Books for WritersAuthors' books
The first of what I am hoping for today is a set of contributions in which authors tell us something about where they work - the writing table where, as Marian Keyes puts it in her unique way, they do their scribing - and from which we may perhaps get a little insight into their methodologies and their ongoing work and listen to their counsel for those who aspire to a career in literature.
Adele is living in Cambridge with her esteemed graduate Norman Geras (known as the norm in the blog world) and has handed on the literature to her two darlings, the writer and writer Sophie Hannah and the editor Jenny Geras. I' m writing on an M&S desktop with a smooth finish that can be seen in the picture.
On my knee is a three compartment dresser. It is on the first level of the building and has a beautiful sight over the garden......which I do not see because I work with my back to it. So what do you usually have on your desktop? References?
Calendars (beautiful Gwen Raverat engravings, a Christmas present from Linda Newbery), a wonderful Rhian Winslade ceramics jar, two wonderful notepads, erect and not registered. You' ve said that you've turned away from the views at your desktop, so you want an empty room, or does a nice subject or picture help to bring the spirit into focus? No. You're not sure if it's a good idea.
I' ve got an empty shelf in front of me, but if I lift my eye even a little, there's a whole shelf full of them. When I wrote whole cloth-written text I wrote out the whole book and in those times I needed all the letterhead I used.
Nowadays, the draws of my three draws under my desktop are full of glamorous note books, because I still can't withstand them when I see them. My favourite pencils are those with amber, purple, blue, foliage or inks. Before JKR left college, I wrote in cafes.
That'?s where I have written most of my first series. Now, I only use my desktop or maybe the galley on my notebook if I need to be there for some at all. NEVER writing in a hotel, train or café.
I don't mind much when I'm typing. I used to scribble at nights when the little ones were very young. As they went to college, I wrote while they were at college, and for the last nearly 20 years the place has been quite serene. Which distractions you most when you need to type?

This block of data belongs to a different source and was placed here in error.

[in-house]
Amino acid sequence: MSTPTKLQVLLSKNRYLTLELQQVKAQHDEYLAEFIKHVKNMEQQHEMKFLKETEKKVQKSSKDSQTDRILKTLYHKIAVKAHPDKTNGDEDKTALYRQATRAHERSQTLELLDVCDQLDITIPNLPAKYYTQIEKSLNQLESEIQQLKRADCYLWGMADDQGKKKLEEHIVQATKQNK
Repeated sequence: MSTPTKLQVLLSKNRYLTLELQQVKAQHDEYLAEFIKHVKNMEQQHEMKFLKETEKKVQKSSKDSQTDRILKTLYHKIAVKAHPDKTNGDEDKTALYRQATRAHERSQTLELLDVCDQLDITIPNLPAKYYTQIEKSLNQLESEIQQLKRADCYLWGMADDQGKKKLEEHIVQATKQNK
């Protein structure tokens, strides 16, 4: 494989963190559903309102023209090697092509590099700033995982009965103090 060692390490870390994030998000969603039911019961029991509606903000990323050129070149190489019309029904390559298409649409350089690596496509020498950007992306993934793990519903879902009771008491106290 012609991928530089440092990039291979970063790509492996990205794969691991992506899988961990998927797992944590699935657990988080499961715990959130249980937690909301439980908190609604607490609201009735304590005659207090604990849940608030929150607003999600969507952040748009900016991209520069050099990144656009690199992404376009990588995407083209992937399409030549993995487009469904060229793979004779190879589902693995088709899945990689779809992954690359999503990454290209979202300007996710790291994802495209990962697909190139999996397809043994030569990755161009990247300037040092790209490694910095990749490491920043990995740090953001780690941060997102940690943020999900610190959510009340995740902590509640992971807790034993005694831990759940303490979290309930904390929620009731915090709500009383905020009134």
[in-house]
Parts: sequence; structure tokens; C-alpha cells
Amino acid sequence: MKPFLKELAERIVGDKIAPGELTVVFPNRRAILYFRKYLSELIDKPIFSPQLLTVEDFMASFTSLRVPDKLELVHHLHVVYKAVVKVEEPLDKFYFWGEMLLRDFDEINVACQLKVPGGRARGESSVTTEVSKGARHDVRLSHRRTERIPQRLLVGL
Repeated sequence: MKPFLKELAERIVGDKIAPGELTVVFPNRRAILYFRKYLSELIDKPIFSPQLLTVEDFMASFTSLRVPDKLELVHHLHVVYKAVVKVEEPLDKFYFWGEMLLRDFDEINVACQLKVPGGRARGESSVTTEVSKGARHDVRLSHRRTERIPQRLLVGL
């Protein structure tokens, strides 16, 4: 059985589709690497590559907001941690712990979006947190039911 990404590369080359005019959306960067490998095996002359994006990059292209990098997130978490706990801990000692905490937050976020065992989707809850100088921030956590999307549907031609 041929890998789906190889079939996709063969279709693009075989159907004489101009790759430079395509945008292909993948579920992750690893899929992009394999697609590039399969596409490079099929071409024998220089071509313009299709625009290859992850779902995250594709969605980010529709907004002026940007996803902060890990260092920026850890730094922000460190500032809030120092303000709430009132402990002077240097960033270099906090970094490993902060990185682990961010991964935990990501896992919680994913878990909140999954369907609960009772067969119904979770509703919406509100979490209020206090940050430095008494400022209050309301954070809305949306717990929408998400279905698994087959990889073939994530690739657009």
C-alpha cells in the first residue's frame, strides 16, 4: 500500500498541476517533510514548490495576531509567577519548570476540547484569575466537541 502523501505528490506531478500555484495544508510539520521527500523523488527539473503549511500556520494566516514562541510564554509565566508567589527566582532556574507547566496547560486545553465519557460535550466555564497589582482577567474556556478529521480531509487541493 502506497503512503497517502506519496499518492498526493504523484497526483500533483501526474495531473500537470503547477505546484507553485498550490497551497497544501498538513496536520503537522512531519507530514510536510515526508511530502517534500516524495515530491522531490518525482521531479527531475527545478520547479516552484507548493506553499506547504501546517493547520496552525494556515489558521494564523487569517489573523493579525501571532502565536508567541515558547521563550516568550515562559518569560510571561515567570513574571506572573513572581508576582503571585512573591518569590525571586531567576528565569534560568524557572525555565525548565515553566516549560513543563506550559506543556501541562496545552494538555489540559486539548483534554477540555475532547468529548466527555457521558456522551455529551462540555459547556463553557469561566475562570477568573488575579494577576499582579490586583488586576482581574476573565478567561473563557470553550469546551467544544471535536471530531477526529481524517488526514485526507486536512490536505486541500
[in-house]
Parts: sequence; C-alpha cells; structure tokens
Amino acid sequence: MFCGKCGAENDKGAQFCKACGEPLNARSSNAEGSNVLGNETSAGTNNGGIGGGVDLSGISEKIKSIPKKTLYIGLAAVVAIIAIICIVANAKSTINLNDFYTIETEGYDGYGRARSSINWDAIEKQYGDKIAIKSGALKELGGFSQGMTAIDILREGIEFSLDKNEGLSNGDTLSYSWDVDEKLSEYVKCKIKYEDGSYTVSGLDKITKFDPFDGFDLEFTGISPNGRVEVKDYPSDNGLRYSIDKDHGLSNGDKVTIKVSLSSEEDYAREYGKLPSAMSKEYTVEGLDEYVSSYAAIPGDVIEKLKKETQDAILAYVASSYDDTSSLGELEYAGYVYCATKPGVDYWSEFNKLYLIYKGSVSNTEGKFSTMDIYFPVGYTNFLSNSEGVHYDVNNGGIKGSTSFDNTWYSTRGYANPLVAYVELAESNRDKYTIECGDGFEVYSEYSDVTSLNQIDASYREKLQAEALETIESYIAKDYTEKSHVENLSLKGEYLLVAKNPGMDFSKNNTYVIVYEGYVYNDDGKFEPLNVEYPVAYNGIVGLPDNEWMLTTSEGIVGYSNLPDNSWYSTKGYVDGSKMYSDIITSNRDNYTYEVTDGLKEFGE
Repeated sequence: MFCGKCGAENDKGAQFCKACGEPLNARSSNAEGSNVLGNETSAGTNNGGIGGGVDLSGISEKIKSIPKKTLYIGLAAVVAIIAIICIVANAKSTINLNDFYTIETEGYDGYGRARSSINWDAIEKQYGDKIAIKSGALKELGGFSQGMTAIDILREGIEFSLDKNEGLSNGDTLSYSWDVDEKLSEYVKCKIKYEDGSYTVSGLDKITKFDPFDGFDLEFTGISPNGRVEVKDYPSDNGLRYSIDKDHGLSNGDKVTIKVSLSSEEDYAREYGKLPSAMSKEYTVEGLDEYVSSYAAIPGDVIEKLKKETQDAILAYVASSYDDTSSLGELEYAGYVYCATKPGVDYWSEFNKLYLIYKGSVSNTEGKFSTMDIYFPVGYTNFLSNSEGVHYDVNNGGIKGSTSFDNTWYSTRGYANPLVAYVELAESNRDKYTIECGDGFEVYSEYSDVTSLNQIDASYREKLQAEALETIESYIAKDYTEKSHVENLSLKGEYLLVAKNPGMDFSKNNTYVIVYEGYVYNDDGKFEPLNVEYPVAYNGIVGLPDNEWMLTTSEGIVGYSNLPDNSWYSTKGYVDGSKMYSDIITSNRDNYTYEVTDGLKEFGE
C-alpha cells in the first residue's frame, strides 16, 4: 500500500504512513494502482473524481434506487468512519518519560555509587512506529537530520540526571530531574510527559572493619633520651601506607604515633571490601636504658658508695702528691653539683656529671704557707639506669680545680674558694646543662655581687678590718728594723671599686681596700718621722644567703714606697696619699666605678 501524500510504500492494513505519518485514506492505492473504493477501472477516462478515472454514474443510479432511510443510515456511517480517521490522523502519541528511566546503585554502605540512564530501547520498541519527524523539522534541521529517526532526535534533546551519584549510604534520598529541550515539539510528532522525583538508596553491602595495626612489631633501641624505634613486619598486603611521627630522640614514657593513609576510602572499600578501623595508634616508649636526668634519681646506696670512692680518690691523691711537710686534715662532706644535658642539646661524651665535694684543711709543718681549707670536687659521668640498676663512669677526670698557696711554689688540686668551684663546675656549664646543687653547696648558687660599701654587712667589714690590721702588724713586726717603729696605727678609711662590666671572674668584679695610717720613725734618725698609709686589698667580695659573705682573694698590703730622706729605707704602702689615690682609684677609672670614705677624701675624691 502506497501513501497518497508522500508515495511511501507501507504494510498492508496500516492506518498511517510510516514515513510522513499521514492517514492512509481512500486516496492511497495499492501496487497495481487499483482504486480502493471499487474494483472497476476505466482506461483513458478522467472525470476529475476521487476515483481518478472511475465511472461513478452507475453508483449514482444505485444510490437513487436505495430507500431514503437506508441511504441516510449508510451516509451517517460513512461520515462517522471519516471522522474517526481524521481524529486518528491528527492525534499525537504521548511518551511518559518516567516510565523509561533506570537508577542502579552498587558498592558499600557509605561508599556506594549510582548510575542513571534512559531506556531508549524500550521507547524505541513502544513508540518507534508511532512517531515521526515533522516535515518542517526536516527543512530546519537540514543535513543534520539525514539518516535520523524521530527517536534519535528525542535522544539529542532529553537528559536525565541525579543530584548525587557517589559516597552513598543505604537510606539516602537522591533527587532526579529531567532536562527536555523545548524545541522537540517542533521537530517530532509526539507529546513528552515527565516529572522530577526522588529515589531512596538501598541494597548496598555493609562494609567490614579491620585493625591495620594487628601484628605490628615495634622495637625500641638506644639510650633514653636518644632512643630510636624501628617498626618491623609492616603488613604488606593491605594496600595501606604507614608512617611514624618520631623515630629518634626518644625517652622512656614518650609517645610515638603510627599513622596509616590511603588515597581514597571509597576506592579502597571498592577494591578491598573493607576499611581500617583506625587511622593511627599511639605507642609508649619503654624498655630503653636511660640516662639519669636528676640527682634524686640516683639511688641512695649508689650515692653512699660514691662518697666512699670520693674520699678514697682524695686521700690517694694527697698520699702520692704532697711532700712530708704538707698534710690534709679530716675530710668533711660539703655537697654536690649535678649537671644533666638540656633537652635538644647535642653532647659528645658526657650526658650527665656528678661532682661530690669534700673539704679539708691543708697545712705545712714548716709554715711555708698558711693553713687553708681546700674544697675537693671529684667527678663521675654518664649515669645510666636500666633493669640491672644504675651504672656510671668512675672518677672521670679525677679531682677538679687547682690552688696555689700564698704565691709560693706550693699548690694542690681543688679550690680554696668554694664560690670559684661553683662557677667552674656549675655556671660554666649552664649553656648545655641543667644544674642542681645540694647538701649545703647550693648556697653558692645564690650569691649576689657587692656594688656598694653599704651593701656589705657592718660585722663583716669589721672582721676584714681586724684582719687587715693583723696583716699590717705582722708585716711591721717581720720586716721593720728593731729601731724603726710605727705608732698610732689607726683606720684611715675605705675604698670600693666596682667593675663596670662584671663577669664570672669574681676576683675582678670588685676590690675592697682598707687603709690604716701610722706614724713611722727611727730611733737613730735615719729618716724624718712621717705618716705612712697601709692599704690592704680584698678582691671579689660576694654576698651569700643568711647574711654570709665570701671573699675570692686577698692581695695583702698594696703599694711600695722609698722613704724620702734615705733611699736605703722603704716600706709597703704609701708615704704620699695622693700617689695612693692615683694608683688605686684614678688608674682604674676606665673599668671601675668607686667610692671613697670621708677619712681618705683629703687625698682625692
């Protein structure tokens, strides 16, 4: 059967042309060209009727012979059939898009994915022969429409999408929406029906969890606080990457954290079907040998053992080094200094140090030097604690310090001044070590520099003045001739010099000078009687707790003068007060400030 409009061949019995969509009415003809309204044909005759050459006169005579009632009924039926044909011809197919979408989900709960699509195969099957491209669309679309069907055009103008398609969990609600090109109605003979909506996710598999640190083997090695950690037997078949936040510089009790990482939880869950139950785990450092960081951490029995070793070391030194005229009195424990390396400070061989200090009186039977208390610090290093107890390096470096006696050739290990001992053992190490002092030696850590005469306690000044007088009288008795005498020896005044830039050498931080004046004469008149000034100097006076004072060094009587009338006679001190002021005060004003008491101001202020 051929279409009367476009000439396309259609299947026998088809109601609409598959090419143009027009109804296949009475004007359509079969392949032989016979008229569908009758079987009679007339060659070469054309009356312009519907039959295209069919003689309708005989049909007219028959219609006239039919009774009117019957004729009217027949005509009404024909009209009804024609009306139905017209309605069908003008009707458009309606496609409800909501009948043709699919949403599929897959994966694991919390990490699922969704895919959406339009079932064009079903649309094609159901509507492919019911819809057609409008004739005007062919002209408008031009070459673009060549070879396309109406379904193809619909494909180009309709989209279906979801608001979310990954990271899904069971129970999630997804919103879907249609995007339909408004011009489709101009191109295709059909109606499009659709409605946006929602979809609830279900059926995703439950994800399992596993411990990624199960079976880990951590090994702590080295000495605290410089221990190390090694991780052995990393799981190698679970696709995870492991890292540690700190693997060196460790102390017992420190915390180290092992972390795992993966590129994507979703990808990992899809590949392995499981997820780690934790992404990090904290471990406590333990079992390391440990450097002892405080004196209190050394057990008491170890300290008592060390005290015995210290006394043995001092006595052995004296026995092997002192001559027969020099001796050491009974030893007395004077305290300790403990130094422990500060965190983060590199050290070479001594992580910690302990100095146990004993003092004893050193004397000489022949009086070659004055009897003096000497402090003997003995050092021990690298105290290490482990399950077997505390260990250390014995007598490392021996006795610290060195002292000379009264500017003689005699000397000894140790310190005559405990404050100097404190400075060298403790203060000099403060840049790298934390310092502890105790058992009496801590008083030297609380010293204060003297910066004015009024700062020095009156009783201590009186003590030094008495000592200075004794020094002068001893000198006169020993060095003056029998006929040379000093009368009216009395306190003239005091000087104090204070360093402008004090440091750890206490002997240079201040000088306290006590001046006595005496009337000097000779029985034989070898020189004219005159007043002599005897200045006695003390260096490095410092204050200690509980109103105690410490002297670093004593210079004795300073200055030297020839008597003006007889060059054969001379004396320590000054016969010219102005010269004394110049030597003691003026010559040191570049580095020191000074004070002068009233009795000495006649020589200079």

So what is currently "on the desk", i.e. your work-in-progress? Took me about 5 years to complete it to my full pleasure, although I wrote short children's literature during that one. I' m putting my research in a cardboard folder or a drop box and there is a nice practice manual with red and white rose in which I am writing various lost thoughts.
Being a very skilled author, what would you say were the best, most worthwhile facets of the writer's lives, and what are the disadvantages, if any? To be a good author is to satisfy yourself: to be your own leader. Authors I've at least known are usually very nice, and the web means that we always chat on line and we get together in groups here and there, and the whole bit has been greatly enhanced by the book blogs that have added nothing but fun to the game.
After all, I really appreciate the book my friends are sending me; I really like to meet other authors and above all I really like being on the jury. Mid-list authors are badly affected, and many great men flee into the small printing machines. This should be written on firewritings above every individual publisher's desks. After all, having spent many long periods "at the desk" over the years, you have developed a very succesful carreer - what would you advise the up-and-coming authors, or those who are already in the printing press and hope to start from there?
More and more authors need a day's work, I think, but that's not so terrible. I would like to thank Adele for giving us this beautiful view over her shoulders at her desktop.